It’s been a little over 4 years since I last camped out in the woods, but that was part of being in the U.S. Army and I didn’t control too much of what I was allowed to bring or do. We weren’t even allowed to follow regulations set forth by the Military, but had to listen to First Sergeant and his rules. Normally you would be allowed to cover yourself with a waterproof camouflaged tarp as long as you maintained a 3-foot defilade. This meant that you could not be visible over 3-feet of course, but First Sergeant didn’t care for that and we slept in our sleeping bags in the rain quite often. I would get away sometimes with being a Medic and sleep in the FLA (Field Litter Ambulance), but it wasn’t often enough.
Unlike my time in the Military I was able to pack and bring whatever I felt necessary. This helped out a lot actually. I had a collection of 3 bags total. One would hold all of my bedding and general camp gear. I use an old school Vietnam era ruck sack frame and bag to hold this gear. The second bag was given to me by Jason Turner. It is a small tactical style bag that I like to call my survival day bag. The bag holds all I need to survive in the wild even without bedding. I would simply be able to craft my own shelter and bedding using the tools in my survival day bag. The final bag was an old school Army CLS (Combat Life Saver) bag that held anything medical I still had available. At the end of this blog I will include a complete list of my bag contents for you to review and make suggestions on.
Some of you may know already, but unfortunately I had left my car door unlocked one evening and some kid (I assume it was a kid) opened my door and stole things from my car. Among the items stolen were my old medic bag that was full of random medical supplies, a remote control car we bought for the All American Tattoo Convention (we used it for fun filming), and a few other things I am sure I never noticed. Inside my old medic bag I also had quite a few survival tools like emergency blankets, a paper pot, food, and various other survival type things. This past Christmas Britt’s grandmother on her father’s side and now my only living grandparent (even as an in-law) gave me a gift card to Cabella’s, which helped me get prepared for this recent trip.
Together Jason and I went out to Waccamaw State Park. The park only has about 5-6 camping spots available. Two of those I believe have prebuilt tents or yurts on them, but the others simply had a few amenities and were mostly referred to as “primitive camp spots”. For a primitive camp spot they sure had a good number of amenities that made life easier. Among the items provided were a trash can, kitchen counter with two open storage holes underneath, a metal lantern pole, a standing grill, a fire pit grill, a bonfire pit, and several picnic tables. We used just about everything so I do appreciate it all being there. In the future we may not be so lucky. Nearby was also an outhouse they referred to as a “Toilet Pit”. If we walked a bit further back toward the parking lot we could use what I believe were more modern toilets as well. This was about half a miles walk and as men we could generally relieve ourselves in the woods. Thankfully there were no latrine emergencies.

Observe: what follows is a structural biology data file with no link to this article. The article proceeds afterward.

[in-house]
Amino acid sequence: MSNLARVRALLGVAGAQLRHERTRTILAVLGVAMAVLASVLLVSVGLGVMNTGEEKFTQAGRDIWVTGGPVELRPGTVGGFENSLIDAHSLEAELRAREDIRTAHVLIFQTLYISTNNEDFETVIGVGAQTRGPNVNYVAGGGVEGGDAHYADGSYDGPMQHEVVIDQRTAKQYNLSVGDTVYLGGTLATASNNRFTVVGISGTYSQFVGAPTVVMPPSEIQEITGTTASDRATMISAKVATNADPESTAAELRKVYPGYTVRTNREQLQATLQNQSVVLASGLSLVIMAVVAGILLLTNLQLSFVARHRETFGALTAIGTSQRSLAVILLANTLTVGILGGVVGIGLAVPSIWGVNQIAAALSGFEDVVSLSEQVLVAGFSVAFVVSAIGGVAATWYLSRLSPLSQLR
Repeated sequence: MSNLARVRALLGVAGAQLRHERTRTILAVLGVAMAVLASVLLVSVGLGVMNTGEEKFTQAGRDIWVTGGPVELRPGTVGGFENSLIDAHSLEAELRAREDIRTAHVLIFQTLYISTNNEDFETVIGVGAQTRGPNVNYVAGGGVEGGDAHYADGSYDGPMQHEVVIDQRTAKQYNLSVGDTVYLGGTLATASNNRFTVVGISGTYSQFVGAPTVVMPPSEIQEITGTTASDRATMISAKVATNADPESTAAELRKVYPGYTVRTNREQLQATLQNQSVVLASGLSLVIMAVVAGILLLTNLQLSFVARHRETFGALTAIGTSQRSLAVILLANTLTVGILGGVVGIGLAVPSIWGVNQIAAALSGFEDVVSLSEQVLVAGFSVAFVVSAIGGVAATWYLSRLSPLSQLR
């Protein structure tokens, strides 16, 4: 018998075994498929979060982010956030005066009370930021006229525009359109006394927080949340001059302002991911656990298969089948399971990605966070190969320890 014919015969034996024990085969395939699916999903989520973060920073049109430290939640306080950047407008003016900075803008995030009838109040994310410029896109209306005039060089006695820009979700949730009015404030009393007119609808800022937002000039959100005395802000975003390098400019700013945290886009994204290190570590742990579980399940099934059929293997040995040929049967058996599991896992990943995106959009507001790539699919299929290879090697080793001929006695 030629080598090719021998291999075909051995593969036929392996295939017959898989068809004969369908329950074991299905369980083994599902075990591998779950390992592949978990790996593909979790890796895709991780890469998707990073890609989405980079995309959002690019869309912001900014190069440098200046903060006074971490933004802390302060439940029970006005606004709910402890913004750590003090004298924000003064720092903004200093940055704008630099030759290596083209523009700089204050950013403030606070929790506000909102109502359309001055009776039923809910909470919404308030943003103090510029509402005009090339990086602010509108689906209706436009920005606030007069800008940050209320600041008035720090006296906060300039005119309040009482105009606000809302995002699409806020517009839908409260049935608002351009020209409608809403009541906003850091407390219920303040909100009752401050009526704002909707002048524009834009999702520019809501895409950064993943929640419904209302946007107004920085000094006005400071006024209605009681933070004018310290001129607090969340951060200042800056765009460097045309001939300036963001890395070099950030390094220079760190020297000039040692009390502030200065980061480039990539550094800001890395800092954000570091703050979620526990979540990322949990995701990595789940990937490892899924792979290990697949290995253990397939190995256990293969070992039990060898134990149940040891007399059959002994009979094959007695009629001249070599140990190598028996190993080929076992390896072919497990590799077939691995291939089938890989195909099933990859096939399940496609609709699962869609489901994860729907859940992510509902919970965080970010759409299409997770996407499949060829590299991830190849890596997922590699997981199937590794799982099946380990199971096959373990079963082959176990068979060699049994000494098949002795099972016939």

The park itself is located around Waccamaw Lake. There is access to the lake and two of the spots containing prebuilt tent solutions were located right near the waterfront. We didn’t get to see them this trip and we did not bring the Kayaks so we stuck to the land. There are plenty of trails around the campsite that I am sure go on for quite a ways. We noticed a few people biking by that did not seem to have come in through the state park entrances. I want to travel a bit more of the trails next time, but we got a decent look around. There’s even a trail that leads to a deck that goes out over the water which was really cool to see and walk on.
Jason and I both setup hammocks. He was a bit more prepared than I was with his tarp covering his entire hammock. I used a basic tarp and a temporary tarp to cover the majority of my hammock. This worked for the most part for both of us until about 3am when my main tarp came loose from the stake I fashioned from a random stick. After securing it back to the ground and preparing to go back to sleep the same stake let loose and the tarp went flapping loose again. This happened once more before I broke out some metal stakes from my tent bag and dropped a rather large stone on top of the stake to ensure everything would stay in place. Finally I could get back to sleep and just in time as around 4am the rain really started to pour. Other than that incident and Jason complaining of being a bit cold everything went great for us this first camping trip!
Both of us have a few more items to add to our setup before the next trip out. We will continue to improve our experience and our setup with each outing and plan to continue this at least once per month. February looks as if we will be going to Stone Mountain, Georgia. This may depend on if we get enough of our additional cold weather gear together, but it would be pretty cool to keep things rolling along. Below the list of items we currently have I will add another list of the items at least I myself plan to add to my setup. If you have any suggestions, questions, or comments about the trip, my gear, the location, or anything else feel free to comment below!